Vasyl Cherepanyn about the “inertness, hiding behind the European Wall” (via L’Internationale): “Many Western institutions that have been claiming ‘radical political engagement’ for years, have simply resorted to a white cube radicalism and self-satisfying humanitarianism, too afraid of acting politically beyond their comfort zone and unsettling their publics and authorities by attempting to affect the decision-making process regarding the Ukrainian cause.”

May 28th, 2022

Tatsiana Shchurko on the War in Ukraine, Entangled Imperialisms, and Transnational Feminist Solidarity, via LeftEast (May 2, 2022): “[An] uneven knowledge production and the many implications of the war against Ukraine reveal the dire need to develop a feminist anti-capitalist critique of multiple imperialisms. This language should grow from within the occupied and suppressed communities of Eastern Europe and Eurasia. An anti-imperialist and anti-capitalist feminist positionality grasps that the local is part of a global in an effort to build transnational connections of mutual aid and support against state and corporate violence. For example, statements of solidarity with Ukraine expressed by the International Committee of Indigenous Peoples of Russia and Native American communities along with the anti-war feminist march in Bishkek (Kyrgyzstan) on March 8, 2022, pointing out that the war in Ukraine should be of concern for a broad transnational community, may serve as instrumental examples of alternative anti-capitalist and anti-imperialist solidarities that stretch beyond state regulations and macro-politics and foreground decolonial perspectives, necessary in addressing entanglements of multiple imperialisms. Such solidarities also bring to light hidden interconnections of the past that allowed for distant communities to survive and support each other against the violence of imperialist intervention and its attendant capitalist exploitation. Thus, the march in Bishkek reminds of the socialist roots of the International Women’s Day to call for internationalist, intersectional, class solidarity against imperialism and militarism.”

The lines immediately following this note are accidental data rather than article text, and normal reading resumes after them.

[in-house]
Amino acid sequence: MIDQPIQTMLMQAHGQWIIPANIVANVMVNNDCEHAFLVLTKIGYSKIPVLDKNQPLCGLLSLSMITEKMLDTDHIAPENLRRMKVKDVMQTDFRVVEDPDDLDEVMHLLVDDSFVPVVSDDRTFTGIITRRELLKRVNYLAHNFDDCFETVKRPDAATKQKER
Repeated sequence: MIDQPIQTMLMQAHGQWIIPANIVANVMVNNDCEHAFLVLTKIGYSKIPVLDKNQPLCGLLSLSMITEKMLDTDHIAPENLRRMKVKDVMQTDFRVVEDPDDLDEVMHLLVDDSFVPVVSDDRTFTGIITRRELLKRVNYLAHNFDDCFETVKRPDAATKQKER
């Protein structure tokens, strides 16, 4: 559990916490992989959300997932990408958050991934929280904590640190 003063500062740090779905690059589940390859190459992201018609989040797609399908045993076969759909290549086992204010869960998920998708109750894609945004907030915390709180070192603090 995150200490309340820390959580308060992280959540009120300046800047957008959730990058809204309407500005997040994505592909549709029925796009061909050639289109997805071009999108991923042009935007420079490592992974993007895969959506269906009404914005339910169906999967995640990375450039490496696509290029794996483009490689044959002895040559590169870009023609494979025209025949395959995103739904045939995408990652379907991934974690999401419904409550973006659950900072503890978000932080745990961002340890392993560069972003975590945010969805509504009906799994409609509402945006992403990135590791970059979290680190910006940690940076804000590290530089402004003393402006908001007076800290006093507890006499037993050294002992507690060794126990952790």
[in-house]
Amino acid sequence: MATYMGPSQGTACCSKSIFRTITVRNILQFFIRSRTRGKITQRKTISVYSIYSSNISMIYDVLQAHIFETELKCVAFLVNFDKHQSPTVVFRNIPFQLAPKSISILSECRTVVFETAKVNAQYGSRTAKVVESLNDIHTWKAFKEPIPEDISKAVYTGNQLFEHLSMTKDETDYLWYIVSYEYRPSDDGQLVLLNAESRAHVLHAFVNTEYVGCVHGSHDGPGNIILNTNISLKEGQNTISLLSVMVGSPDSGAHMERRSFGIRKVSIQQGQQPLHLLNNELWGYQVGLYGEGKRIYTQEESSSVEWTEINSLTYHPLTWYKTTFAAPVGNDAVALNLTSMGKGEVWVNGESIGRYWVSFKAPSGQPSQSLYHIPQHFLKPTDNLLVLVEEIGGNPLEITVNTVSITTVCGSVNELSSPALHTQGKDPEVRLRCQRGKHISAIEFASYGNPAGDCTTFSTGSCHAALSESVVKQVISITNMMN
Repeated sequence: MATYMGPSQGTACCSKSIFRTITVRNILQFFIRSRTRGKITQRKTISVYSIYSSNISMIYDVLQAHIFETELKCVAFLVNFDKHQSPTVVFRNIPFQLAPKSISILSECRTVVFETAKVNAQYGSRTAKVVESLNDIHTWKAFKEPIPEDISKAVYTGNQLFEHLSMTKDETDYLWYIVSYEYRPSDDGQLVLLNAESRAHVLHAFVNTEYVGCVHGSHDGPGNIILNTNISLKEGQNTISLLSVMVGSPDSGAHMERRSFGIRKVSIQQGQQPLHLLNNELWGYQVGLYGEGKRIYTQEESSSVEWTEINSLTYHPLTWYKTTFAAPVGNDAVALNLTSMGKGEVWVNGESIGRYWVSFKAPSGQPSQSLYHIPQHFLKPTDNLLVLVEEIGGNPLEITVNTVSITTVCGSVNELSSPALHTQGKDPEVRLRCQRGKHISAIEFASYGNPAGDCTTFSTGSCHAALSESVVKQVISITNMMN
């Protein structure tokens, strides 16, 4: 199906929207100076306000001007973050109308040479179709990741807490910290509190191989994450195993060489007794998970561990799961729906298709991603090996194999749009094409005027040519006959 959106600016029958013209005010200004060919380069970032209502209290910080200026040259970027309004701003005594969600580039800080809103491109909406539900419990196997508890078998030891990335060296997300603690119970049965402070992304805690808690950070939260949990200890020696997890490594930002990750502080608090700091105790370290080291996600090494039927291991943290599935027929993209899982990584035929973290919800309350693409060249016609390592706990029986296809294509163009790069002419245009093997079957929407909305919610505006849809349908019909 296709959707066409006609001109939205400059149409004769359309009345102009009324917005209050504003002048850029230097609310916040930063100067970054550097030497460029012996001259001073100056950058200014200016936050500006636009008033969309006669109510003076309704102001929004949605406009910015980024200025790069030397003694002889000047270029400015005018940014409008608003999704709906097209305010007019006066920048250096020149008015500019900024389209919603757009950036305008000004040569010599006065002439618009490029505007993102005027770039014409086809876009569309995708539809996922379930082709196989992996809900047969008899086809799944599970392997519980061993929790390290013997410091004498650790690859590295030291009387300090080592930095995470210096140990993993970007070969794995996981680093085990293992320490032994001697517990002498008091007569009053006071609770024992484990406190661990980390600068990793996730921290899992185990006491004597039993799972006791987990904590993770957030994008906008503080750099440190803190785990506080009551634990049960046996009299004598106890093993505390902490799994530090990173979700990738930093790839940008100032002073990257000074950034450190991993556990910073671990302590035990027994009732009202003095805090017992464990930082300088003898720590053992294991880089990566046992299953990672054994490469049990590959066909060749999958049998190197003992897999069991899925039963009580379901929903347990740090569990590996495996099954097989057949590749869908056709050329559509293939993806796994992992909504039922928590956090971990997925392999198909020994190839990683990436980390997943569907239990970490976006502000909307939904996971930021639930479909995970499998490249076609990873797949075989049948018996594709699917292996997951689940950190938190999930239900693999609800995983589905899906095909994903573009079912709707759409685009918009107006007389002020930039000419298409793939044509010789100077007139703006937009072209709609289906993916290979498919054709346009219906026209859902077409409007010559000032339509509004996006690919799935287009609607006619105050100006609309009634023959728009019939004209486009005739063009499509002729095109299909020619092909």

Vasyl Cherepanyn on that “It’ll take more than tanks to ease Germany’s guilt” (via Politico): “Since the Soviet Union’s collapse, Germany has been imposing neocolonial optics on its Eastern European ‘peripheries,’ and on the post-Soviet space in particular, where Ukraine was long considered a gray buffer zone about which the EU was ‘deeply concerned.’ Germany didn’t bother itself much with differentiating between former Soviet countries’ pasts. Even until recently, any Ukrainian agenda in Germany was often ‘balanced’ with a Russian perspective, so as to not exclude the latter by any means.”

An unnamed anarchist and art scholar, who joined the Territorial Defense Forces, quoted by Olexii Kuchanskyi in an essay on “Digital Leviathan and His Nuclear Tail” (via Your Art and e-flux notes): “At dawn, Dima and I talked about cinema. Dima believes that cinema is inferior to literature as a means of expression because you spend much more time with a book than a film. It’s a really interesting point, something to dig into. I studied at the department of art theory & history and I never thought of it. Dima served in the military after school and worked at the factory all his life. He listens to rap, smokes pot, and tries to have fun. He is thirty-eight, his child was born last year. He likes Wong Kar-wai and is a fan of Asian cinema in general. Dima communicates by quoting Omar Khayyam, Confucius, and other awesome guys.”

April 20th, 2022

Vasyl Cherepanyn (Visual Culture Research Centre, Kyiv) on Putin’s “World War Z” and the West’s deadly “foot-dragging”, via Project Syndicate: “The main feature of this Western condition is constant belatedness. The West has always been too late, incapable of acting ahead and instead just reacting to what has already happened. As a Ukrainian joke went at the time, ‘While the European Union was taking a decision, Russia took Crimea.’ Then as now, Ukrainians wondered, ‘What is the West’s red line? What will compel the West to act instead of waiting and discussing when to intervene?’”

Barbara Wurm on Lithuanian director Mantas Kvedaravičius, killed in Mariupol, via Die Welt: “Kvedaravičius unfolded a whole spectrum of visual anthropology over a decade with only three films [Barzakh, Mariupolis, Parthenon]. It now awaits evaluation and exploration. The time will come. The films themselves make possible an infinite immersion in the matter of the world, between dream and reality, horror and everyday life, facts and phenomenal imagology.”

April 5th, 2022